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What's FSAE?

 FSAE was founded in Pontiac, Michigan by the Society of Automotive Engineers to let students get hands-on experience of the automotive world by having them operate a virtual company. FSAE is also an educational event with over 80,000 members from 97 countries worldwide involved in the automotive and aerospace fields.

What started with 6 University teams in 1981, the event welcomed its 35th year in 2015. Japan entered the event in 2000, and more and more teams are joining the event every year. In 2002, 129 teams participated in the event, including Sophia University, Kokushikan University, and Kanagawa University joining the event with their teams.

It originally started as an all-American event, but slowly expanded around the world. English event and Australian event starting in 2001, 2002 respectively. Japanese FSAE started at Fuji speedway in 2003. Recently there have been events held in Brazil and Italy as FSAE continues to grow globally. It had now become a global event as the Formula-SAE world series. Formula-SAE Japan in 2003 started with 17 teams including the one from Sophia University. In 2006, 50 teams including 3 winning teams from abroad. This created the first international series in Formula-SAE.

Formula-SAE operates teams and creates cars according to the SAE regulations. The regulation keeps the freedom of design high while making strict regulations to keep the safety of the sport high. For example, the main goal of the sport is 'to create a racing car that can be sold to amateur racers'. So the car should meet two criterias.

-A car that is easy to accelerate, brake, and turn.

 -A car that is easy to ride, and is using parts that are safe and easy to obtain.


The students are supposed to create and manage the racing machine and the team, so involvement in any administrative or design work is prohibited. This paves the way for students

to get first-hand experiences, and the sponsors use F-SAE

to find new talents. The Japanese F-SAE began in 2003 expecting

a similar effect, both on the education and the industry fronts.

What's FSAE?

Competition contents

Competion Contents

The full mark for the entire event is 1000, and this is divided into the Static Part which gives out scores as though the machine is a product and the Dynamic Part where the car goes through several tests on a track.
This means that the vehicle cannot be fast but should be built and planned as a product. Also, as the endurance takes up the most points, the car’s reliability may have to be more im
portant than outright spec or speed. To participate in the dynamic part of the event, the vehicle must go through inspection.

- Cost and Manufacturing Event -

This part of the event looks at the cost of manufacturing as well as how well the cost has been calculated. This looks at the proficiency of a manufacturer and manager, not only as an engineer. The cost report and cost cut plans on two given parts are evaluated and scored as a total of 100 points.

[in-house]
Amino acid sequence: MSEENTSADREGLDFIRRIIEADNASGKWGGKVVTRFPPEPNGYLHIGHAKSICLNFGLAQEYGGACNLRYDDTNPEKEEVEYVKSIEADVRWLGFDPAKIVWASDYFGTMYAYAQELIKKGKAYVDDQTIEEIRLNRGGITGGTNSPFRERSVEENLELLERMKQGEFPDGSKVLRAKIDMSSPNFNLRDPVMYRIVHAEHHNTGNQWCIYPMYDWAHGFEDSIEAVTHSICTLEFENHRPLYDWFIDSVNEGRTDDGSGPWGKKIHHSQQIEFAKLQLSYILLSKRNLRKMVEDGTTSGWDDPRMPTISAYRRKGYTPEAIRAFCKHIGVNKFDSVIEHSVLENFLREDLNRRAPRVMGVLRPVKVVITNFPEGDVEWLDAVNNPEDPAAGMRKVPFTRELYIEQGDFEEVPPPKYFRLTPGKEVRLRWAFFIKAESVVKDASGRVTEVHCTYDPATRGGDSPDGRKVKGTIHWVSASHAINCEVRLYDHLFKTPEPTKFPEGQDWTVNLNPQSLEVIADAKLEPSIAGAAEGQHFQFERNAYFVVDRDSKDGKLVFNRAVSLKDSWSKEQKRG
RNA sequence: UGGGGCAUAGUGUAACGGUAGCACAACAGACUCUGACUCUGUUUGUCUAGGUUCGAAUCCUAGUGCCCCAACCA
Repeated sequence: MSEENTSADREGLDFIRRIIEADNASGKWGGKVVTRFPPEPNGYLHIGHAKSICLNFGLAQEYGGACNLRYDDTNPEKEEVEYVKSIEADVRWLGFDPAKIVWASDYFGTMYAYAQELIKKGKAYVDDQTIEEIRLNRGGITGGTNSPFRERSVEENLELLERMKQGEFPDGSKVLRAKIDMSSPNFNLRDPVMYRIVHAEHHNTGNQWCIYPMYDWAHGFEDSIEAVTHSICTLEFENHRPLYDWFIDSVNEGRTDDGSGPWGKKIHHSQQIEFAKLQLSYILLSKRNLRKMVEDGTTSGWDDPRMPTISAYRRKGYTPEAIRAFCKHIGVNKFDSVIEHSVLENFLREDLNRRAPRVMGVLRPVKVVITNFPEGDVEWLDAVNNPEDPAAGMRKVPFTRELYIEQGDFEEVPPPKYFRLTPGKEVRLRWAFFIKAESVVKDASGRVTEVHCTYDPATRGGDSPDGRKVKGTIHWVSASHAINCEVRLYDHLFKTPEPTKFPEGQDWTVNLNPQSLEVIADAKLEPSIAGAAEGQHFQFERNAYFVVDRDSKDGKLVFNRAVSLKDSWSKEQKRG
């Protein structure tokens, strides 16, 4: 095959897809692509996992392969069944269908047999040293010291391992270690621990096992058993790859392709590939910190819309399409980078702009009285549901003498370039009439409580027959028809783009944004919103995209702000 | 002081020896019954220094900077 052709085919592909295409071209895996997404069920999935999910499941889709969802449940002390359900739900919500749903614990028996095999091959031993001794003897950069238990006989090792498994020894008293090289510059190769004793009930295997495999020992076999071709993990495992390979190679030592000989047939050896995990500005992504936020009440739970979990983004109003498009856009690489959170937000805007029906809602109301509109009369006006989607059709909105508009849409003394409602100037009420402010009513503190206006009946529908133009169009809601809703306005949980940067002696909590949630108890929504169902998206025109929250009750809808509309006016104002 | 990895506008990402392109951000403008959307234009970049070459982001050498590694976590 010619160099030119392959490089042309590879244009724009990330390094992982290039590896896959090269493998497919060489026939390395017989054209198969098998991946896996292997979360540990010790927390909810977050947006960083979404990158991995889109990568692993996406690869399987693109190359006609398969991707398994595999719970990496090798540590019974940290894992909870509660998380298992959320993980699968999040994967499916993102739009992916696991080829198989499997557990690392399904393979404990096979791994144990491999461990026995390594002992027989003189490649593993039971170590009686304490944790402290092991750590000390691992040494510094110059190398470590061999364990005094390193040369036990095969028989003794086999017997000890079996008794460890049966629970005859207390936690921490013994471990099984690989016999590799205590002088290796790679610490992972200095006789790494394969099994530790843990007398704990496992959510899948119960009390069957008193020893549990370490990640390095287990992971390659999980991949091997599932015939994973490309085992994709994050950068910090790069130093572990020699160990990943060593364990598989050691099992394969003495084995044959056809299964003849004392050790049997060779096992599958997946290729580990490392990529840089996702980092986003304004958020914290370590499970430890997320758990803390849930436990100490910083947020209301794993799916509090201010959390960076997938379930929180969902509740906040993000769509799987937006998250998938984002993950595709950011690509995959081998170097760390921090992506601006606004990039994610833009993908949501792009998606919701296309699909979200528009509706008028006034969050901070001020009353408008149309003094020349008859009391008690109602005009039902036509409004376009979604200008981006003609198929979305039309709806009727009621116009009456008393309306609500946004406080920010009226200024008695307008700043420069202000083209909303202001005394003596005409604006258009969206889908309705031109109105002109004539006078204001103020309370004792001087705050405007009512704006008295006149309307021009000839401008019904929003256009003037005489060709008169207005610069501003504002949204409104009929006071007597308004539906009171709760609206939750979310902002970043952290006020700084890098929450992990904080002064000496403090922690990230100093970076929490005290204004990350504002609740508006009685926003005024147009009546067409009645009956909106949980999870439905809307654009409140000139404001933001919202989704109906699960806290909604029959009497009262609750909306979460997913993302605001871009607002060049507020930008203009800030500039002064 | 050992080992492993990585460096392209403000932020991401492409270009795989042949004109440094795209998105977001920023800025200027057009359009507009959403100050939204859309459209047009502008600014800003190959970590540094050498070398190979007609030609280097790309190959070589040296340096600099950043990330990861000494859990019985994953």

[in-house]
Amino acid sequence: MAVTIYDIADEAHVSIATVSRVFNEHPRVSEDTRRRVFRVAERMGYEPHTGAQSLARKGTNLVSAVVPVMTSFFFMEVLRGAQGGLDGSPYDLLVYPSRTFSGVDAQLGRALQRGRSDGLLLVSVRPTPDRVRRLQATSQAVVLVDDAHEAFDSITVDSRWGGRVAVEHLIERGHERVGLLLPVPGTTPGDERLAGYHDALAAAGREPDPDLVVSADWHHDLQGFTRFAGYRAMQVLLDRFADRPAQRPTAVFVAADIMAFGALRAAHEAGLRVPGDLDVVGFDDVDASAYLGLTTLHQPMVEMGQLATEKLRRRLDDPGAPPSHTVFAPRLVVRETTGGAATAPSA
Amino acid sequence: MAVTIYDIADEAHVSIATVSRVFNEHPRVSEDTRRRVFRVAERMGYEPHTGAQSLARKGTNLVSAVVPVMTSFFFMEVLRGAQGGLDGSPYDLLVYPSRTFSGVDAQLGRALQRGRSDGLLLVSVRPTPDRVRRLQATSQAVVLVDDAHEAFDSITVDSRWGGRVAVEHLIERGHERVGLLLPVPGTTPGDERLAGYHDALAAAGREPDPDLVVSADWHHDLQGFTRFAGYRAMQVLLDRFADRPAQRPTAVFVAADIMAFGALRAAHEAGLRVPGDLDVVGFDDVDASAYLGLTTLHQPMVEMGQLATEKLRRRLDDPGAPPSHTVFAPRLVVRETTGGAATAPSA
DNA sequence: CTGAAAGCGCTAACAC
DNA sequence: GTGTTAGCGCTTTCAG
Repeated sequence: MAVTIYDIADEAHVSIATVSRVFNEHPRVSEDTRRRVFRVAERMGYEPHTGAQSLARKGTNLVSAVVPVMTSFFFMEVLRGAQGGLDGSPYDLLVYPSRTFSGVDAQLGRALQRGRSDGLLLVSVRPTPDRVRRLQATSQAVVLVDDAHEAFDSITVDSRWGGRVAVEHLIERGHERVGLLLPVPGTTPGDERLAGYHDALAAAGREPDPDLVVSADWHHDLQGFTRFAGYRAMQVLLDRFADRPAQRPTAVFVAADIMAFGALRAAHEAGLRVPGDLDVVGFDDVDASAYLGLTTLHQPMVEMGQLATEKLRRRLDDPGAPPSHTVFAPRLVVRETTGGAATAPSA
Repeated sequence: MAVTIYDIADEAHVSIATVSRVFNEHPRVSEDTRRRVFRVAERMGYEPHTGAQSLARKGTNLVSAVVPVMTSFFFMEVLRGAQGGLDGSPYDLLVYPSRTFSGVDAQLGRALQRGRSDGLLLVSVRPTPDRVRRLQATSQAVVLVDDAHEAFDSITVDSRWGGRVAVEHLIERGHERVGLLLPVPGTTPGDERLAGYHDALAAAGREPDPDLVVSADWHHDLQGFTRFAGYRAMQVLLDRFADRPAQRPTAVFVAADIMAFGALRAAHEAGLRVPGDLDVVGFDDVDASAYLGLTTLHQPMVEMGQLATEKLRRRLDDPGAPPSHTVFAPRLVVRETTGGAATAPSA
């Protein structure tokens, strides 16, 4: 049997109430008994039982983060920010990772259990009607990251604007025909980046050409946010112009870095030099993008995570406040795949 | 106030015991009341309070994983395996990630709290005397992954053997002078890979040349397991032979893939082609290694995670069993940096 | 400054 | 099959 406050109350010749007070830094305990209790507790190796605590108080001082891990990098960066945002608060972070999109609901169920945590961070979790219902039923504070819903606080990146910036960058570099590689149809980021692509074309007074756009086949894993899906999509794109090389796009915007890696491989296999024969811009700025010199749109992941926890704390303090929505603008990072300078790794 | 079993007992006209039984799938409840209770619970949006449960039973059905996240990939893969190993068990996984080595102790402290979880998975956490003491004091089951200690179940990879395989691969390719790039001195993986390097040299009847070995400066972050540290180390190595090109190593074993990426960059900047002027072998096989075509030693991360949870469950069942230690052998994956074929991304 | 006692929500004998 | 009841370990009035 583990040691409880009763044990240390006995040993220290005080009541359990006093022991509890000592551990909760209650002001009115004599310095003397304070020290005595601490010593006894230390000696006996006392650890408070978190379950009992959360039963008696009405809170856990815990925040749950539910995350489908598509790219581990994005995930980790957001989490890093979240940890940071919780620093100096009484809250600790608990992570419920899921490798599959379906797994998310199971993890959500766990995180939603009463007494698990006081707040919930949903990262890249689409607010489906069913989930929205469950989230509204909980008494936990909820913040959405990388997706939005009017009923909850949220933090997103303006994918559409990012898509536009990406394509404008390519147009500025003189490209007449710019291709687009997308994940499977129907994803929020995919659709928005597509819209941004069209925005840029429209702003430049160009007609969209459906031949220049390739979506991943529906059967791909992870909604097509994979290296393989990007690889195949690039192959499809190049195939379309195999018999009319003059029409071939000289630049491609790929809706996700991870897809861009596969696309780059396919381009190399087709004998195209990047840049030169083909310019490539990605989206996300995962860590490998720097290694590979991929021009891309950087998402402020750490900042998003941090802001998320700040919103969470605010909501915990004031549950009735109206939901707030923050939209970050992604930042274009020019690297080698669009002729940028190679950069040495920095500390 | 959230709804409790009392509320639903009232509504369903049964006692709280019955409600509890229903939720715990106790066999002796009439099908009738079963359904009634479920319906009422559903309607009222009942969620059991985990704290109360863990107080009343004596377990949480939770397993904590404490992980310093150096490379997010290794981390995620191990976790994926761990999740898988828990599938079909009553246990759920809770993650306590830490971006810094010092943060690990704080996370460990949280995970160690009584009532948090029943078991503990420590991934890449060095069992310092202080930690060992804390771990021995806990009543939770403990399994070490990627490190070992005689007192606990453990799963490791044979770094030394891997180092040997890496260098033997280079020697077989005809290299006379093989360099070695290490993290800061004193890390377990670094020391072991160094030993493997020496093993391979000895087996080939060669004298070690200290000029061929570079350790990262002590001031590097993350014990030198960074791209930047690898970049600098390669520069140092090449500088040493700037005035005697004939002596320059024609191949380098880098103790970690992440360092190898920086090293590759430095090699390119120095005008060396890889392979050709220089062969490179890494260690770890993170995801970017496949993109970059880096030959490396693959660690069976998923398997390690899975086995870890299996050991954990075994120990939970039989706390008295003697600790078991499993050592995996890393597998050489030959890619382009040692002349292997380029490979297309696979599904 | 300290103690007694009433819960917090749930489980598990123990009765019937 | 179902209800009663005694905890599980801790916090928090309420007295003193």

For a high score, you not only need a low-cost vehicle, but a thorough understanding of a car to write a cost-cut plan and accurate manufacturing cost.


- Design Event -

This portion of the event looks at the design cues on the outside as well as the car’s concept and technology and checks whether the car matches the requirements posed by the real market. The teams use prepared boards to make a presentation and the points are awarded based on the answers to the questions that the judges ask.

If the team is scored highly, the team proceeds to the finals and gets the design evaluated by the evaluator.

(Score 150)


- Presentation Event -

In this event, each team presents their vehicle to the judges with the intention of putting their machine out on the road. The teams have to present their machine in a market that matches and works with their car’s strong points. The judges grades the presentation on the validity of the given vehicle’s sales in the selected market. The persuasiveness of the presentation is also taken into the scoring.
(Score 75)


- Acceleration Event -

75m track’s run time is used to compare acceleration. The car starts 50cm before the start line, and the time taken to run the entire course is measured.
Each team can have up to two drivers drive in the event with each drive getting two runs for a total of four runs for every team.

(Score 100)


- Skid Pad Event -

The time of one lap on the figure 8 track with a 15.25m diameter is measured. The whole course has a width of 3m and for each flipped cone, a penalty of a quarter of a second is given.
Each team can run 4 times with 2 drivers getting a maximum of two runs. Figure 8 track has to be run both clockwise and anti-clockwise, and the fastest time in each direction is summed up for the final time.

(Score 75)


- Autocross Event -

Each team has to get a fast time on a tight track composed of high-speed straights, corners, 7m radius hairpins, and slaloms.
The time measured here has a direct impact on the pecking order of the endurance race.

(Score 125)


- Endurance and Fuel Economy Event -

The race distance is 22km in total with 2 drives running each half. The average speed is 48~57kph, and the top speed can go up to 105kph.
There are overtaking zones provided on track, and drivers are not allowed to overtake elsewhere.
Safety is of the utmost importance, and you cannot get any score if the car can’t finish the run.
The fuel economy is calculated with the starting fuel load and the remaining fuel at the end of the race.

(Score: Endurance 275+Fuel Economy 100)

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